|Beowulf Kills Grendel's Mother - John Henry Frederick Bacon, 1910|
I've been a role-player since late 1978. In the first few years I was in high school, so I was never at a loss for players, but after graduation available players dried up. It became a serious chore to find, teach, and game with new players. Often there were months, then years, without finding other players. Ask any player that hasn't been able to scratch their gaming itch in awhile, it sucks. And the few options there were for solo play weren't very appealing, so the idea of gaming alone was soon forgotten.
Recently I came across Stuart Lloyd's solo game playing engine, SCRAWL (short for Solo Crawl). The game mechanics were simple and straight forward, the tables and layout were clear and linear, and there was plenty of support material to help flesh things out so that you weren't left with a few pages of endless cramped charts and a handful dice to roll for each and every action. SCRAWL is a limitless sandbox for an adventurer to wander through. Not unlike the early computer ASCII based dungeon crawl game, Rogue, where the player followed a grid, and encountered random events and monsters, SCRAWL allows a player to wander through a classic hex-crawl, using dice and their own imagination to discover what's discovered next.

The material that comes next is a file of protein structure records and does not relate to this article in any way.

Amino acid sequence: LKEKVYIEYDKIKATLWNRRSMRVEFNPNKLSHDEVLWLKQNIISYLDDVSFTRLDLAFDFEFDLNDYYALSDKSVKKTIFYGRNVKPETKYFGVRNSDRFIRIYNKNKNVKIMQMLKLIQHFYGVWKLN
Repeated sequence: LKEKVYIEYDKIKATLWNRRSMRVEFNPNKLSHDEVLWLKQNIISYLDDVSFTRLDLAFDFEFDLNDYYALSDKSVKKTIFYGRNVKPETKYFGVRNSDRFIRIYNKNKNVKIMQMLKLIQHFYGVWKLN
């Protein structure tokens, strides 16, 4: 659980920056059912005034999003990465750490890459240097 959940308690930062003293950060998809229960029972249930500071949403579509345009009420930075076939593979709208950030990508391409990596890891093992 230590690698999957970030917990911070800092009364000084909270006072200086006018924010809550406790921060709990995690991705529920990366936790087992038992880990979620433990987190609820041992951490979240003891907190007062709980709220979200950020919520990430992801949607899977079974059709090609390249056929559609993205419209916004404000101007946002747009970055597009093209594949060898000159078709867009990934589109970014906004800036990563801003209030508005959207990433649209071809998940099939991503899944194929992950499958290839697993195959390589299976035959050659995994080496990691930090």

SCRAWL allows a player to make up their own adventures, and play them out through random events tied together by their pre-decided plot-line. It's not just endless rolls on random tables, wandering from room to room, mindlessly collecting treasure tallies on a sheet. The solo games follow the player's internal logic and story-line, offering uncertainty and surprises to keep it fun and exciting. And unlike many previous game offerings, SCRAWL, allows players to adventure in dungeons, wilderness, ruins, towns, and cities. Its options are only limited by your imagination.
I strongly suggest that when you buy the initial SCRAWL rulebook, which is basically only a simple stand-along game system, that you purchase one of the additional adventures or add-ons. By themselves, the basic SCRAWL game isn't solo friendly. The books are PWYW (Pay What You Want), so you can buy them rather affordably. Yes, you could download the entire game and supplements free, but Stuart really did a good amount of work putting this all together and supporting his efforts isn't too much to ask.
You can purchase SCRAWL on sites like RPGNow and DriveThruRPG.